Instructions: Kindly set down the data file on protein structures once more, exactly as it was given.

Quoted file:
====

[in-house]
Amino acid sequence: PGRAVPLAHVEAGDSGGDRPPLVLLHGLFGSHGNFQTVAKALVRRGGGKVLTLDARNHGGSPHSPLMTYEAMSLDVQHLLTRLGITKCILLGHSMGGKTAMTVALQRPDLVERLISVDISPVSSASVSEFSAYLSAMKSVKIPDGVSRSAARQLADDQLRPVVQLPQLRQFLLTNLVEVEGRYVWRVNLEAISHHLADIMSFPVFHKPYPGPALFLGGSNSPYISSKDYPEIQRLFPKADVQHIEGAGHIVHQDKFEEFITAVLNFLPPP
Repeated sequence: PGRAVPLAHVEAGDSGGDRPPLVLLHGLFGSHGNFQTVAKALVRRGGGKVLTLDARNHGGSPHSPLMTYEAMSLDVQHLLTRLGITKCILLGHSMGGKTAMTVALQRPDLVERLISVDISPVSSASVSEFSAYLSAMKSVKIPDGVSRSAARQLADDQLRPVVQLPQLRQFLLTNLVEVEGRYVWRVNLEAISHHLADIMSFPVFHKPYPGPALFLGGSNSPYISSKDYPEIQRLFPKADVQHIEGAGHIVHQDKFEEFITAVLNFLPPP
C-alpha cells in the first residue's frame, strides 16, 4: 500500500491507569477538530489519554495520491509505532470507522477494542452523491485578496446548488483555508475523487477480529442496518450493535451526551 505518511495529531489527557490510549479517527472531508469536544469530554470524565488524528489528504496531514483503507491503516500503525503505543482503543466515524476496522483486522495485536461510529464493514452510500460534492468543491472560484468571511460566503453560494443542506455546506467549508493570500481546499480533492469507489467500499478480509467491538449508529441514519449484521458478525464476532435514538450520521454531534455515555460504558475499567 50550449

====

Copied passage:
[in-house]
Amino acid sequence: PGRAVPLAHVEAGDSGGDRPPLVLLHGLFGSHGNFQTVAKALVRRGGGKVLTLDARNHGGSPHSPLMTYEAMSLDVQHLLTRLGITKCILLGHSMGGKTAMTVALQRPDLVERLISVDISPVSSASVSEFSAYLSAMKSVKIPDGVSRSAARQLADDQLRPVVQLPQLRQFLLTNLVEVEGRYVWRVNLEAISHHLADIMSFPVFHKPYPGPALFLGGSNSPYISSKDYPEIQRLFPKADVQHIEGAGHIVHQDKFEEFITAVLNFLPPP
Repeated sequence: PGRAVPLAHVEAGDSGGDRPPLVLLHGLFGSHGNFQTVAKALVRRGGGKVLTLDARNHGGSPHSPLMTYEAMSLDVQHLLTRLGITKCILLGHSMGGKTAMTVALQRPDLVERLISVDISPVSSASVSEFSAYLSAMKSVKIPDGVSRSAARQLADDQLRPVVQLPQLRQFLLTNLVEVEGRYVWRVNLEAISHHLADIMSFPVFHKPYPGPALFLGGSNSPYISSKDYPEIQRLFPKADVQHIEGAGHIVHQDKFEEFITAVLNFLPPP
C-alpha cells in the first residue's frame, strides 16, 4: 500500500491507569477538530489519554495520491509505532470507522477494542452523491485578496446548488483555508475523487477480529442496518450493535451526551 505518511495529531489527557490510549479517527472531508469536544469530554470524565488524528489528504496531514483503507491503516500503525503505543482503543466515524476496522483486522495485536461510529464493514452510500460534492468543491472560484468571511460566503453560494443542506455546506467549508493570500481546499480533492469507489467500499478480509467491538449508529441514519449484521458478525464476532435514538450520521454531534455515555460504558475499567 50550449